• New 4K digital restoration by Twentieth Century Fox and the Academy Film Archive in collaboration with The Film Foundation, with uncompressed monaural soundtrack (Blu-ray); restored high-definition digital transfer (DVD)
  • Conversation from 2005 between film critics Molly Haskell and Andrew Sarris
  • Creativity with Bill Moyers: A Portrait of Samson Raphaelson (1982), a thirty-minute program exploring the screenwriter’s life and career
  • Audio seminar with Raphaelson and film critic Richard Corliss recorded at the Museum of Modern Art in 1977
  • Home recordings of director Ernst Lubitsch playing the piano
  • Trailer
  • PLUS: An essay by film scholar William Paul

The Tree of Life (#942) out Aug 28

cc tree of life.jpgFour decades into an already legendary career, Terrence Malick realized his most rapturous vision to date, tracing a story of childhood, wonder, and grief to the outer limits of time and space. Reaching back to the dawn of creation, Malick sets a story of boyhood memories on a universal scale, charting the coming of age of an awestruck child (newcomer Hunter McCracken) in Texas in the 1950s, as he learns to navigate the extremes of nature and grace represented by his bitter, often tyrannical father (Brad Pitt) and his ethereal, nurturing mother (Jessica Chastain, in her breakout role). Shot with nimble attention to life’s most fleeting moments by Emmanuel Lubezki, the Palme d’Or-winning The Tree of Life marks the intimately personal, cosmically ambitious culmination of Malick’s singular approach to filmmaking. The director-approved special features are:

  • New 4K digital restoration, supervised and approved by director Terrence Malick and cinematographer Emmanuel Lubezki, with 5.1 surround DTS-HD Master Audio soundtrack on the Blu-ray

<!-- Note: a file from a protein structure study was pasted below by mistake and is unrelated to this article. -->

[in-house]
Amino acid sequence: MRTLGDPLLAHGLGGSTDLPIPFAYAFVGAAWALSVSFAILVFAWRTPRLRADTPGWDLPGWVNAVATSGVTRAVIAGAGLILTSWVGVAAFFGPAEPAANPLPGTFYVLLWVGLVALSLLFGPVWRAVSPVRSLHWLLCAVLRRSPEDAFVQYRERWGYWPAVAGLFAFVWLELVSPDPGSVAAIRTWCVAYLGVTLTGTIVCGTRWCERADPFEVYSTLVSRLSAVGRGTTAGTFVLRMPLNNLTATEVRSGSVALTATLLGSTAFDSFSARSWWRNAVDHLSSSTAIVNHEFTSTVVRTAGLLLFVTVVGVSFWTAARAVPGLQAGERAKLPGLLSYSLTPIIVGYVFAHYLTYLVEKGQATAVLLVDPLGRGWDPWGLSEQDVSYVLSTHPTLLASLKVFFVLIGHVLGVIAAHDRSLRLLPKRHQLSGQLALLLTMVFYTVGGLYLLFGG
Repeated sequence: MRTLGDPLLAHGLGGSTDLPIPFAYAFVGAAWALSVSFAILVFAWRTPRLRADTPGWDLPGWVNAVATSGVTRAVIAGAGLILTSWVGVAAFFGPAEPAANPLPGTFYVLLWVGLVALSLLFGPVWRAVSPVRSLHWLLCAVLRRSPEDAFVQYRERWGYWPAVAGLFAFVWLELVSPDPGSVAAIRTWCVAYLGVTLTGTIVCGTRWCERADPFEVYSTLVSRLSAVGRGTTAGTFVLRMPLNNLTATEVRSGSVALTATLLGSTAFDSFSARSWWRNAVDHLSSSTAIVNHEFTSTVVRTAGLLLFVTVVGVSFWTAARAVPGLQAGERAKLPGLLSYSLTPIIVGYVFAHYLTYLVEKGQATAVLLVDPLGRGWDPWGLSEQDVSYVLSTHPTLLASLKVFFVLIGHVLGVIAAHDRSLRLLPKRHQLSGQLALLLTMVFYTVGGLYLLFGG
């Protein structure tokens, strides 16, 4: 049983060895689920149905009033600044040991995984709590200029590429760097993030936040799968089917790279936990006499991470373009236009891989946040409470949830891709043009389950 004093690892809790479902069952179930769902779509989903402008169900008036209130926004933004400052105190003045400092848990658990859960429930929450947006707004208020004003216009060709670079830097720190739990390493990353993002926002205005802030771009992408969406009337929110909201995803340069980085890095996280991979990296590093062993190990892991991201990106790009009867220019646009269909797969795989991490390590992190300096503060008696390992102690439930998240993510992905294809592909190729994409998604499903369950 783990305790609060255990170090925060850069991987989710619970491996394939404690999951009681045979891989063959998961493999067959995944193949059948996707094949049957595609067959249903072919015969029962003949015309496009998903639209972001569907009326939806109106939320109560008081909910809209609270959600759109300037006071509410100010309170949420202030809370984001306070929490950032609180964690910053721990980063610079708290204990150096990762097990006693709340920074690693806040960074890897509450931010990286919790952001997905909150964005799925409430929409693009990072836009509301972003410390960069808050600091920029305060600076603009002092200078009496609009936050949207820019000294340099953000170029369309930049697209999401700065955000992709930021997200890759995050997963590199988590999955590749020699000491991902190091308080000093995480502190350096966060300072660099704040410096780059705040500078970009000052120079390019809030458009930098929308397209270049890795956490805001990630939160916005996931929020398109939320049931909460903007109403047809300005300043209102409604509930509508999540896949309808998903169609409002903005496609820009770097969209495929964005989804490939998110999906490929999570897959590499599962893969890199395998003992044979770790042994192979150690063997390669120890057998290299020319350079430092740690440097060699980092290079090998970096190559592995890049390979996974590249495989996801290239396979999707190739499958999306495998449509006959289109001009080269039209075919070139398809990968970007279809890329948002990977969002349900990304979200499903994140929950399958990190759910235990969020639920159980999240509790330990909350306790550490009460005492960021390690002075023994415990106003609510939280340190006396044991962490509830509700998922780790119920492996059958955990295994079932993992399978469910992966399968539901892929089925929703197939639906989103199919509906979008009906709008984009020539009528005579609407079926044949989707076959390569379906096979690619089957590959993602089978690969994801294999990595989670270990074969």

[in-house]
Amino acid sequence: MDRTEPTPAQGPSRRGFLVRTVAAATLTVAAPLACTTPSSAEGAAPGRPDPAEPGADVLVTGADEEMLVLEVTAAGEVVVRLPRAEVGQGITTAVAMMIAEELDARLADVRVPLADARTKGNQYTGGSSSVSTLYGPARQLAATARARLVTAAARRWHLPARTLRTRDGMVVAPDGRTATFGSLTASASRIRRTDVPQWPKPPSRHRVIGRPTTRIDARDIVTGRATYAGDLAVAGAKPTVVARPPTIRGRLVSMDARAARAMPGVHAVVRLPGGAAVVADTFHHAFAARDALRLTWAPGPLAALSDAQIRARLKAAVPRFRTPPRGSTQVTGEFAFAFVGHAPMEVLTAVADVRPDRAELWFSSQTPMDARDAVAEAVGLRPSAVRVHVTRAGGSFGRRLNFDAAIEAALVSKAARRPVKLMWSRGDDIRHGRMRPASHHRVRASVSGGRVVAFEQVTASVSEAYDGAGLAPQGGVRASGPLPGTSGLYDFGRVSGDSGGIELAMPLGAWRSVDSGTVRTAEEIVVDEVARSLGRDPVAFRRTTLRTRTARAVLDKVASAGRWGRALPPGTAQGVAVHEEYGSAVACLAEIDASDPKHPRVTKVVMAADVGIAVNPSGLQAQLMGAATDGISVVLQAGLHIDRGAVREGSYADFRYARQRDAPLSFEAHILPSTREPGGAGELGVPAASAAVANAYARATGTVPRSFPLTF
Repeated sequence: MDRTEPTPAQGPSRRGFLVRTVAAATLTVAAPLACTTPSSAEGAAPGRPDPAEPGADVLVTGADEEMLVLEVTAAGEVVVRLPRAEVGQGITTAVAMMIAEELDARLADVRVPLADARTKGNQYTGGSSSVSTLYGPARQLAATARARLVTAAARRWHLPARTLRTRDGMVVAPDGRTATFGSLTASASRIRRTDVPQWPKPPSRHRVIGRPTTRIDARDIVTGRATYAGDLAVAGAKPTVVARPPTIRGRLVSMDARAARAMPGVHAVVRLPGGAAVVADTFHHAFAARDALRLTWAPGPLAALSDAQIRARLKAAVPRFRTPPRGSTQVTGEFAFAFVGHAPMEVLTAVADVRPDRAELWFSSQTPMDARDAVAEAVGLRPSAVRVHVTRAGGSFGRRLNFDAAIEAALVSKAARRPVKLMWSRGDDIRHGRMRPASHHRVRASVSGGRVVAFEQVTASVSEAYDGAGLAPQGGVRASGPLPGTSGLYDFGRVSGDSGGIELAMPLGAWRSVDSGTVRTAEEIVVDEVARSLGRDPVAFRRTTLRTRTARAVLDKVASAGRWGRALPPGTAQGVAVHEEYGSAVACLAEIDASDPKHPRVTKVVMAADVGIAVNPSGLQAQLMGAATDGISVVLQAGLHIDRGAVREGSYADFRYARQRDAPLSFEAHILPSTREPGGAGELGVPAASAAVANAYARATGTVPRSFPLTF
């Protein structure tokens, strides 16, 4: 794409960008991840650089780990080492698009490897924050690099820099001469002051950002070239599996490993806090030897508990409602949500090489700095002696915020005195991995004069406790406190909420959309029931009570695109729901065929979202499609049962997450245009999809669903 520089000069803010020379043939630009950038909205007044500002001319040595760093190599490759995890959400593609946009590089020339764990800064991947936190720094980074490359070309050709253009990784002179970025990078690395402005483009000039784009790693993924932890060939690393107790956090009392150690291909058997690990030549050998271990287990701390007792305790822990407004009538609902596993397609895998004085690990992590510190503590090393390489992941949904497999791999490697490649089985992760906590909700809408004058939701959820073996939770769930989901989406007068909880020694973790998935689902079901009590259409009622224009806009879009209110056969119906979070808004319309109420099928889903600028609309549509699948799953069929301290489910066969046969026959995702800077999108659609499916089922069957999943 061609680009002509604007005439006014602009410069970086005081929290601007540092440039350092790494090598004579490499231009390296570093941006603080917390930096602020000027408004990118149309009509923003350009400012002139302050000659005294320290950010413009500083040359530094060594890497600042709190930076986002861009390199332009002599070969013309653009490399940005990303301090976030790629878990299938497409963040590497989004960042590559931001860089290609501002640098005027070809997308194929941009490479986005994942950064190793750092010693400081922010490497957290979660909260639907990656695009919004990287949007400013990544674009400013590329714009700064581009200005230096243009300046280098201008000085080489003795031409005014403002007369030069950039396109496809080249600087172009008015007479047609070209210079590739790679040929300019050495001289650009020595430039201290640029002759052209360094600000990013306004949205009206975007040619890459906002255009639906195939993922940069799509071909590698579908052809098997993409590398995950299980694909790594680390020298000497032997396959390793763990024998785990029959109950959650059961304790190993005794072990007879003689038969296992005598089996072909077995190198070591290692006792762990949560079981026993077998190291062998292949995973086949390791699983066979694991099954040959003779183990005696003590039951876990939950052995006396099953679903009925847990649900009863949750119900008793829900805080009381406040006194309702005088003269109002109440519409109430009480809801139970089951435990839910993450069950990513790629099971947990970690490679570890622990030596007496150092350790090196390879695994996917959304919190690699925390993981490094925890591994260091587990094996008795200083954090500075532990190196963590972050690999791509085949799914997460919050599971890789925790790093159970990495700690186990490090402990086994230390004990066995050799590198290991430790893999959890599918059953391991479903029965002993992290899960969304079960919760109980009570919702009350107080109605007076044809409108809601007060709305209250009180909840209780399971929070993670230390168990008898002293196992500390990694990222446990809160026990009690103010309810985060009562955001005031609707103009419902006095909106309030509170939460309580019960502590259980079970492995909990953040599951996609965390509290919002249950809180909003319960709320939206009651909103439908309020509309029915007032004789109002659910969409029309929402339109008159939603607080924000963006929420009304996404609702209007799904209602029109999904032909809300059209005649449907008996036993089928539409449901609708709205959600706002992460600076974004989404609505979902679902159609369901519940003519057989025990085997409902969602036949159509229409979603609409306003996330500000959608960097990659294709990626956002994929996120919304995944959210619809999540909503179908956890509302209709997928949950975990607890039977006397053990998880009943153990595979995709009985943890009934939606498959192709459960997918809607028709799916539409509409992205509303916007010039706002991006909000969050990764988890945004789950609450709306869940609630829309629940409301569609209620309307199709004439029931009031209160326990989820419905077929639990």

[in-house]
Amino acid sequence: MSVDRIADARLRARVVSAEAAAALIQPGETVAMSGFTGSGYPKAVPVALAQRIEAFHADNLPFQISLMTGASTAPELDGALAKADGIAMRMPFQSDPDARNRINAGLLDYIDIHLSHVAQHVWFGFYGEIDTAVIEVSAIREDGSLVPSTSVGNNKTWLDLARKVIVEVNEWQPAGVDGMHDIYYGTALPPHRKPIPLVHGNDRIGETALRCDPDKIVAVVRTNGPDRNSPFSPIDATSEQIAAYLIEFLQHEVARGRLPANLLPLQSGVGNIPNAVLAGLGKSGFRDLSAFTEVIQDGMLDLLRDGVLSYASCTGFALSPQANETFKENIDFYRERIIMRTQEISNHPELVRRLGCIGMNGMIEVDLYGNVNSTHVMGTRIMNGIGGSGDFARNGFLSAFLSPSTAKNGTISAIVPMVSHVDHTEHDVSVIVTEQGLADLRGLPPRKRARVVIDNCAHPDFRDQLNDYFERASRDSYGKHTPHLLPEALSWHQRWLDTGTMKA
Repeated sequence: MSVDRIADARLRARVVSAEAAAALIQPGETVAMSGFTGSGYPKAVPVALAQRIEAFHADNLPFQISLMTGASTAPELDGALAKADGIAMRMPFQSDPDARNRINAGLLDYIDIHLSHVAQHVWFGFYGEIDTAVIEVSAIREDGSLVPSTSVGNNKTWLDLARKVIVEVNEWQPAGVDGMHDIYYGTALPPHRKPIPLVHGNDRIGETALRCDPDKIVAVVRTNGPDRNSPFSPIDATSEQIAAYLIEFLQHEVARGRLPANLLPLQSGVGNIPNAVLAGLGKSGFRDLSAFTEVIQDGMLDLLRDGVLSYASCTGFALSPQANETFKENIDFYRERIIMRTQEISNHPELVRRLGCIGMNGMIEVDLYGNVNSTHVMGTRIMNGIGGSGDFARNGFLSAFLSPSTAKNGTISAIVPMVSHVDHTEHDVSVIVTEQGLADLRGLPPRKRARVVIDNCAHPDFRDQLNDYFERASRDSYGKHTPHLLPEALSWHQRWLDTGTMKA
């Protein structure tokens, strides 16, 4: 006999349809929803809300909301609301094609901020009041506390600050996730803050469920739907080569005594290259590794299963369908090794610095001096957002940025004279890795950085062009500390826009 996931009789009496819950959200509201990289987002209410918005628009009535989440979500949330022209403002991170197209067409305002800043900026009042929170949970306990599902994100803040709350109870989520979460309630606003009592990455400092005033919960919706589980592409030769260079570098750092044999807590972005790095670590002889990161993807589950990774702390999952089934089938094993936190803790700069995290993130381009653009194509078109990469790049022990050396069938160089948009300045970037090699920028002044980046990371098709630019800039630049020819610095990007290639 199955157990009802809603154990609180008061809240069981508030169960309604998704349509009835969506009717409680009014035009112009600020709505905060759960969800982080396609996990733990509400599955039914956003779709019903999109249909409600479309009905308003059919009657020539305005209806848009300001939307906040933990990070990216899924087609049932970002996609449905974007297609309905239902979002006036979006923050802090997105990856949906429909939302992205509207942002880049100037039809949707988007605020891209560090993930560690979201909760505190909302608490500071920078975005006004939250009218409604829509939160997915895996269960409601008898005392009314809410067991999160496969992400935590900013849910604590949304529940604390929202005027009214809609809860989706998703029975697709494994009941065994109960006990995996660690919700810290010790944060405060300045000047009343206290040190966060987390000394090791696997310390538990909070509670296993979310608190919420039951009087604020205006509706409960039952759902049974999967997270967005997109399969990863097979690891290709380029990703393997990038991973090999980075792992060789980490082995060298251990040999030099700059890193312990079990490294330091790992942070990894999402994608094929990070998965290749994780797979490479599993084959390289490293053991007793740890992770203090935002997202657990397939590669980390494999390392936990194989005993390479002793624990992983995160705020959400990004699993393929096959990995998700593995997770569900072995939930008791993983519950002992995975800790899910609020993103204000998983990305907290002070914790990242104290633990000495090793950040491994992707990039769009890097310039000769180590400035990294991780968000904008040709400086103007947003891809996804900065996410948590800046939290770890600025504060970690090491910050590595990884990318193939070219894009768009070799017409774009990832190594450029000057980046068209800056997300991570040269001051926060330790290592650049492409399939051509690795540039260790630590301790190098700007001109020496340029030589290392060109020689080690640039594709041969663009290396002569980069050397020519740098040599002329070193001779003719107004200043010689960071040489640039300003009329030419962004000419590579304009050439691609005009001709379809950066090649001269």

• New extended version of the film featuring an additional fifty minutes of footage
  • Exploring “The Tree of Life,” a 2011 documentary featuring collaborators and admirers of Malick’s, including filmmakers David Fincher and Christopher Nolan
  • New interviews with actor Jessica Chastain and visual-effects supervisor Dan Glass
  • Interview from 2011 with composer Alexandre Desplat about the film, and a new interview with music critic Alex Ross about Malick’s approach to music
  • Video essay from 2011 by critic Matt Zoller Seitz
  • Trailer
  • More!
  • PLUS: An essay by critic Kent Jones and a 2011 piece on the film by critic Roger Ebert

Memories of Underdevelopment (#943) out Aug 28

cc Memories of Underdevelopment.jpgThis film by Tomás Gutiérrez Alea is the most widely renowned work in the history of Cuban cinema. After his wife and family flee in the wake of the Bay of Pigs invasion, the bourgeois intellectual Sergio (Sergio Corrieri) passes his days wandering Havana in idle reflection, his amorous entanglements and political ambivalence gradually giving way to a mounting sense of alienation. With this adaptation of an innovative novel by Edmundo Desnoes, Gutiérrez Alea developed a cinematic style as radical as the times he was chronicling, creating a collage of vivid impressions through the use of experimental editing techniques, archival material, and spontaneously shot street scenes. Intimate and densely layered, Memories of Underdevelopment provides a biting indictment of its protagonist’s disengagement and an extraordinary glimpse of life in postrevolutionary Cuba. The special features are:

  • New 4K digital restoration, with uncompressed monaural soundtrack on the Blu-ray
  • New interviews with film critics B. Ruby Rich and José Antonio Évora
  • New interview with novelist and screenwriter Edmundo Desnoes
  • Titón: From Havana to “Guantanamera,” a 2008 feature-length documentary on director Tomás Gutiérrez Alea’s life and career
  • Segment from a 1989 audio interview with Gutiérrez Alea
  • Segments from 2017 interviews with actor Daisy Granados and editor Nelson Rodríguez from the Academy of Motion Picture Arts and Sciences’ Visual History Collection archives
  • Trailer
  • New English subtitle translation
  • PLUS: An essay by author Joshua Jelly-Schapiro